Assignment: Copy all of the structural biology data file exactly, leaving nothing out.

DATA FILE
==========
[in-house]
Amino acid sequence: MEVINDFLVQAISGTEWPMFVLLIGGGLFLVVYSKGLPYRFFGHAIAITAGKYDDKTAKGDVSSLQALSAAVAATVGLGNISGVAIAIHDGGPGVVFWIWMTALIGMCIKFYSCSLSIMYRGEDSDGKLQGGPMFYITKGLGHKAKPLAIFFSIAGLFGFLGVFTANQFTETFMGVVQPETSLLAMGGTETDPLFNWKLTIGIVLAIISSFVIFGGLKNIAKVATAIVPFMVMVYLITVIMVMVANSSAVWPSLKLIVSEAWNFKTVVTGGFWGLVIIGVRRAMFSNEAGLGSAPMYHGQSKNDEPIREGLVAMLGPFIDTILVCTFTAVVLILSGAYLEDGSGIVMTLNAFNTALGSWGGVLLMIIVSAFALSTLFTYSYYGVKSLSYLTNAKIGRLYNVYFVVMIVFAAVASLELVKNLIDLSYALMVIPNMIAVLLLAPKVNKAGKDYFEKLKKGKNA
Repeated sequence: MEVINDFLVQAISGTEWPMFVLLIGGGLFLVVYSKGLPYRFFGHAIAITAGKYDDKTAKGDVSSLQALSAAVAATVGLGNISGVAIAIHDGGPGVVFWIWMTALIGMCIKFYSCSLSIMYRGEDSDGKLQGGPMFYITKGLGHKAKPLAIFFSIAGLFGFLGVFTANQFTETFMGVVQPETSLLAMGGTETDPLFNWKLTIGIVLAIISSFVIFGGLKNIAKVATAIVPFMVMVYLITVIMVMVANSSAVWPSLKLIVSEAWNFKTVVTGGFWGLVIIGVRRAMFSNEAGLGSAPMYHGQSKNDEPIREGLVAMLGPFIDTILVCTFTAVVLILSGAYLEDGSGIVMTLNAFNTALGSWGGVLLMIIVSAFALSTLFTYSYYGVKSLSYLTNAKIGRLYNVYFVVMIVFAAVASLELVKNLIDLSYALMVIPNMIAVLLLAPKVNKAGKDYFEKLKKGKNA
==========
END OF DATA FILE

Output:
[in-house]
Amino acid sequence: MEVINDFLVQAISGTEWPMFVLLIGGGLFLVVYSKGLPYRFFGHAIAITAGKYDDKTAKGDVSSLQALSAAVAATVGLGNISGVAIAIHDGGPGVVFWIWMTALIGMCIKFYSCSLSIMYRGEDSDGKLQGGPMFYITKGLGHKAKPLAIFFSIAGLFGFLGVFTANQFTETFMGVVQPETSLLAMGGTETDPLFNWKLTIGIVLAIISSFVIFGGLKNIAKVATAIVPFMVMVYLITVIMVMVANSSAVWPSLKLIVSEAWNFKTVVTGGFWGLVIIGVRRAMFSNEAGLGSAPMYHGQSKNDEPIREGLVAMLGPFIDTILVCTFTAVVLILSGAYLEDGSGIVMTLNAFNTALGSWGGVLLMIIVSAFALSTLFTYSYYGVKSLSYLTNAKIGRLYNVYFVVMIVFAAVASLELVKNLIDLSYALMVIPNMIAVLLLAPKVNKAGKDYFEKLKKGKNA
Repeated sequence: MEVINDFLVQAISGTEWPMFVLLIGGGLFLVVYSKGLPYRFFGHAIAITAGKYDDKTAKGDVSSLQALSAAVAATVGLGNISGVAIAIHDGGPGVVFWIWMTALIGMCIKFYSCSLSIMYRGEDSDGKLQGGPMFYITKGLGHKAKPLAIFFSIAGLFGFLGVFTANQFTETFMGVVQPETSLLAMGGTETDPLFNWKLTIGIVLAIISSFVIFGGLKNIAKVATAIVPFMVMVYLITVIMVMVANSSAVWPSLKLIVSEAWNFKTVVTGGFWGLVIIGVRRAMFSNEAGLGSAPMYHGQSKNDEPIREGLVAMLGPFIDTILVCTFTAVVLILSGAYLEDGSGIVMTLNAFNTALGSWGGVLLMIIVSAFALSTLFTYSYYGVKSLSYLTNAKIGRLYNVYFVVMIVFAAVASLELVKNLIDLSYALMVIPNMIAVLLLAPKVNKAGKDYFEKLKKGKNA